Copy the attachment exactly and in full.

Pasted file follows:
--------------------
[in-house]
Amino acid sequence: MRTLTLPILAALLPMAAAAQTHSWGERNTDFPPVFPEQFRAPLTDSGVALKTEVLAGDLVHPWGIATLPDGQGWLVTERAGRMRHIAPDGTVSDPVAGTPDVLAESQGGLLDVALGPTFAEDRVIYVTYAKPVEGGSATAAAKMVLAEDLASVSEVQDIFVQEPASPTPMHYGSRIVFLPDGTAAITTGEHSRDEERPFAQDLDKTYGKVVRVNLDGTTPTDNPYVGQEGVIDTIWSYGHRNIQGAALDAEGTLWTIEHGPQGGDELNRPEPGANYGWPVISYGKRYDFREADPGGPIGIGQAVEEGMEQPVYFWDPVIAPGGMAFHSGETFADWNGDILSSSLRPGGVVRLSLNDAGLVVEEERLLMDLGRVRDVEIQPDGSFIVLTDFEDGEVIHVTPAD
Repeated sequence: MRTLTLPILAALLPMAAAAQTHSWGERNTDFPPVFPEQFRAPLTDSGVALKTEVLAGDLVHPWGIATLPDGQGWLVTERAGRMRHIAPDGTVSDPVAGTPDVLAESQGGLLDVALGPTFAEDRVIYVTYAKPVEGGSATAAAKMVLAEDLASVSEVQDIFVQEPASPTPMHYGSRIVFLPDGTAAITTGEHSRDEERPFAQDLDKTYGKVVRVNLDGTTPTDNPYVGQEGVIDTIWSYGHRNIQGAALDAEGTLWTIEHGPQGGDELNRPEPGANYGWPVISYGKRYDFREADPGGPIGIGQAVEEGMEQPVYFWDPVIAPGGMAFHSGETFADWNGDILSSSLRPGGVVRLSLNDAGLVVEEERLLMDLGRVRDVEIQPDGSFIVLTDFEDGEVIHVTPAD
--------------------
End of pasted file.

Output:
[in-house]
Amino acid sequence: MRTLTLPILAALLPMAAAAQTHSWGERNTDFPPVFPEQFRAPLTDSGVALKTEVLAGDLVHPWGIATLPDGQGWLVTERAGRMRHIAPDGTVSDPVAGTPDVLAESQGGLLDVALGPTFAEDRVIYVTYAKPVEGGSATAAAKMVLAEDLASVSEVQDIFVQEPASPTPMHYGSRIVFLPDGTAAITTGEHSRDEERPFAQDLDKTYGKVVRVNLDGTTPTDNPYVGQEGVIDTIWSYGHRNIQGAALDAEGTLWTIEHGPQGGDELNRPEPGANYGWPVISYGKRYDFREADPGGPIGIGQAVEEGMEQPVYFWDPVIAPGGMAFHSGETFADWNGDILSSSLRPGGVVRLSLNDAGLVVEEERLLMDLGRVRDVEIQPDGSFIVLTDFEDGEVIHVTPAD
Repeated sequence: MRTLTLPILAALLPMAAAAQTHSWGERNTDFPPVFPEQFRAPLTDSGVALKTEVLAGDLVHPWGIATLPDGQGWLVTERAGRMRHIAPDGTVSDPVAGTPDVLAESQGGLLDVALGPTFAEDRVIYVTYAKPVEGGSATAAAKMVLAEDLASVSEVQDIFVQEPASPTPMHYGSRIVFLPDGTAAITTGEHSRDEERPFAQDLDKTYGKVVRVNLDGTTPTDNPYVGQEGVIDTIWSYGHRNIQGAALDAEGTLWTIEHGPQGGDELNRPEPGANYGWPVISYGKRYDFREADPGGPIGIGQAVEEGMEQPVYFWDPVIAPGGMAFHSGETFADWNGDILSSSLRPGGVVRLSLNDAGLVVEEERLLMDLGRVRDVEIQPDGSFIVLTDFEDGEVIHVTPAD